I went home with the older folks, left the younger folks that were my age out prowling at the Cat's Meow and wandering about. I realized, in the midst of this wild diversity that if I stayed out too long I would get into really big trouble really, really easily. The main problem was that I had no fear of all this. This is where the Fringe is, this is where the wild things are, these are the people and places that exist so that I don't have to walk the real edge. They do it every day so that I don't have to. It was really wild to realize that I really wanted to just stay out all night and dance, greet the dawn at some jazz joint, maybe go and watch the transvestites dance. To steep myself in this colorful intensity of difference, and to finally just be not-so-different anymore, instead of always being pointed out as the unconventional one all over the place.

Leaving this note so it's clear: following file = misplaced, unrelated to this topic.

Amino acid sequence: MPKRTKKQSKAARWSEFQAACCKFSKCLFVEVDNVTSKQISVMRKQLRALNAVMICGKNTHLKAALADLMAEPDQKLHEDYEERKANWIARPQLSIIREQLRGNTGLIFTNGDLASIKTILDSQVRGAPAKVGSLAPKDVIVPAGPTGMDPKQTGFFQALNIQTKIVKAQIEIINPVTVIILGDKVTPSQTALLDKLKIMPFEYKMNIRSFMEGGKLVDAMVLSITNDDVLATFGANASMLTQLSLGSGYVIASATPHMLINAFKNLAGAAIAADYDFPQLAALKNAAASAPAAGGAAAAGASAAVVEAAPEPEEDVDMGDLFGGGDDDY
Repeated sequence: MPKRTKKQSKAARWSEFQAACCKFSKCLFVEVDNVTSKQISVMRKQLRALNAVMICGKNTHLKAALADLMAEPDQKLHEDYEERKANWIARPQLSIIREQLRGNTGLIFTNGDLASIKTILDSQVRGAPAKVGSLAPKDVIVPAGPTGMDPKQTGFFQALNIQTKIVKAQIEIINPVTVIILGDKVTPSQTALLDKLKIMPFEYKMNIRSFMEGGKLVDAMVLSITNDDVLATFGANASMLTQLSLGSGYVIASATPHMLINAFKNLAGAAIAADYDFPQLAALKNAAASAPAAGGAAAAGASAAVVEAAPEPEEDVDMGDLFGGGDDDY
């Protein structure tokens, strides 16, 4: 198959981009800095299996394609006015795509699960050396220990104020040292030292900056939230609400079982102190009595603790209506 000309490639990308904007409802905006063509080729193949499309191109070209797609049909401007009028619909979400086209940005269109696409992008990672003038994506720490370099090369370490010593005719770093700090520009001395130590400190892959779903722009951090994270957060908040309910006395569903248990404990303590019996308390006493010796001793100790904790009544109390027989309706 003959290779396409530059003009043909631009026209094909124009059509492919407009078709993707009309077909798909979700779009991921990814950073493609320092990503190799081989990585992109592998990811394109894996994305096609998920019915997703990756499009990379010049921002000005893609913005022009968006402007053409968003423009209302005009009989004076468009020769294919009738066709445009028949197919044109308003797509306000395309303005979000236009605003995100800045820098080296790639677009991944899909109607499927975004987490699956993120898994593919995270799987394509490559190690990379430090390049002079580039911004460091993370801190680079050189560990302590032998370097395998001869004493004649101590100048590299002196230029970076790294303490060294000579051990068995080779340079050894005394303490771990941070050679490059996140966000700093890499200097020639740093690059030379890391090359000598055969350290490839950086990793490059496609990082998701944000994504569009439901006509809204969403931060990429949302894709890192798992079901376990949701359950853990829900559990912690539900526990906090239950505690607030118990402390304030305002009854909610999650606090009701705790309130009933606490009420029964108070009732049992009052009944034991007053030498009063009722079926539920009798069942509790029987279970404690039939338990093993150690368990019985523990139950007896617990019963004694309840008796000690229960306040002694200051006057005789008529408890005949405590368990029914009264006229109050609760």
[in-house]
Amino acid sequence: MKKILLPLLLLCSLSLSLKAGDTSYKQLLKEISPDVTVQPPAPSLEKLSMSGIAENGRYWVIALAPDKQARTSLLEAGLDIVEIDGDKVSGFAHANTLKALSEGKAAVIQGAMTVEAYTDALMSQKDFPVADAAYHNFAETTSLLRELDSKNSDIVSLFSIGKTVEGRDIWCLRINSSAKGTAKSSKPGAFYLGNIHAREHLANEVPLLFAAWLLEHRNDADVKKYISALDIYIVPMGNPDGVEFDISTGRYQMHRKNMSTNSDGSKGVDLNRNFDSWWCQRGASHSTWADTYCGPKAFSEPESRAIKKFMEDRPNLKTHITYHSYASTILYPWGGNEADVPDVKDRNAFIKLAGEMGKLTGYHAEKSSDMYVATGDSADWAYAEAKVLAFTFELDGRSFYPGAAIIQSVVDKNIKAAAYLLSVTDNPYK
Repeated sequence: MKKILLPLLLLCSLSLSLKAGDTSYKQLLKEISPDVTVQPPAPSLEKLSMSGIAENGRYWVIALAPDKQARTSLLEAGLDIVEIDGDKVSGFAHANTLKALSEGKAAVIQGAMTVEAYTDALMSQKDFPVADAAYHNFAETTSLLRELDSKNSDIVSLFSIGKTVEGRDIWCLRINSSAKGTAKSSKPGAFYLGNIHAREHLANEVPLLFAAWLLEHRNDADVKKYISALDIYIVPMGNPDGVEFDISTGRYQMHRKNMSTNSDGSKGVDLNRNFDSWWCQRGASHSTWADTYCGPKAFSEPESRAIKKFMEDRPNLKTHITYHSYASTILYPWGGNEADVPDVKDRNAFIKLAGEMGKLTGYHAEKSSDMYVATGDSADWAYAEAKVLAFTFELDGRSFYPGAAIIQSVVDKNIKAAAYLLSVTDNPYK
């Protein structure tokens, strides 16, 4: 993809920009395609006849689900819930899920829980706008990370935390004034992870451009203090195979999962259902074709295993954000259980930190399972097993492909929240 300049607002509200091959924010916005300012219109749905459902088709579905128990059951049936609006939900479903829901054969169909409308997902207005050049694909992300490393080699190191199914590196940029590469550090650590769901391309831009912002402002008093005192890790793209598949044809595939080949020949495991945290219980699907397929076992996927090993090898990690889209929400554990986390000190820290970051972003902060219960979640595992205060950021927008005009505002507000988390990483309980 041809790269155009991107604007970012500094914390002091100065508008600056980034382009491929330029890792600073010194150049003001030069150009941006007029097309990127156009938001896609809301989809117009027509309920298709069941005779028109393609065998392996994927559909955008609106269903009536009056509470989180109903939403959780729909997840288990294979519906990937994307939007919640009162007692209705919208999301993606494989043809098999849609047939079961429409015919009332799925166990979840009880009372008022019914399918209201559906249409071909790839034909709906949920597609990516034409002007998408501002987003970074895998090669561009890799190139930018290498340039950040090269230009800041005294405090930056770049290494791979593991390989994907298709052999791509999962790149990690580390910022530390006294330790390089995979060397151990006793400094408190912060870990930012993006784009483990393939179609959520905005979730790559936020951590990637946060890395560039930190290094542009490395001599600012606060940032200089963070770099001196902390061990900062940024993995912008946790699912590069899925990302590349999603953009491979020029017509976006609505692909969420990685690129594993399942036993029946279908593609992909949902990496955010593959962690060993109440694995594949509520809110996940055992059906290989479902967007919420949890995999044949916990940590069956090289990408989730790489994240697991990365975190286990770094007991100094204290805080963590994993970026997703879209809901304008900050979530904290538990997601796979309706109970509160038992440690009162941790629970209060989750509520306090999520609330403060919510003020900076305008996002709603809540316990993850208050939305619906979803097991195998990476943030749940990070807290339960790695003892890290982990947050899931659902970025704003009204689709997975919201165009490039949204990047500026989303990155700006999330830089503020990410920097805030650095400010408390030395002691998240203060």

But I was very content to do what I did do. I drank nothing but a fizzy lemonade at Storyville and walked back to the hotel happily and then called John and talked his ear off for a while. Then came and wrote and I'm going to go to bed after a quick, no-hair washing shower. I'm still so sticky and hot from the day. I walked until my feet now hurt. It is definitely a beautiful city for walking or riding the trolley. I almost feel guilty that I rented a car. I'm also faintly dehydrated so I should probably drink a buncha water so that I don't wake up with a hangover or anything. I did buy the glass that my mint julip came in, so I'll have a souvenier.
I may well go back tomorrow, too.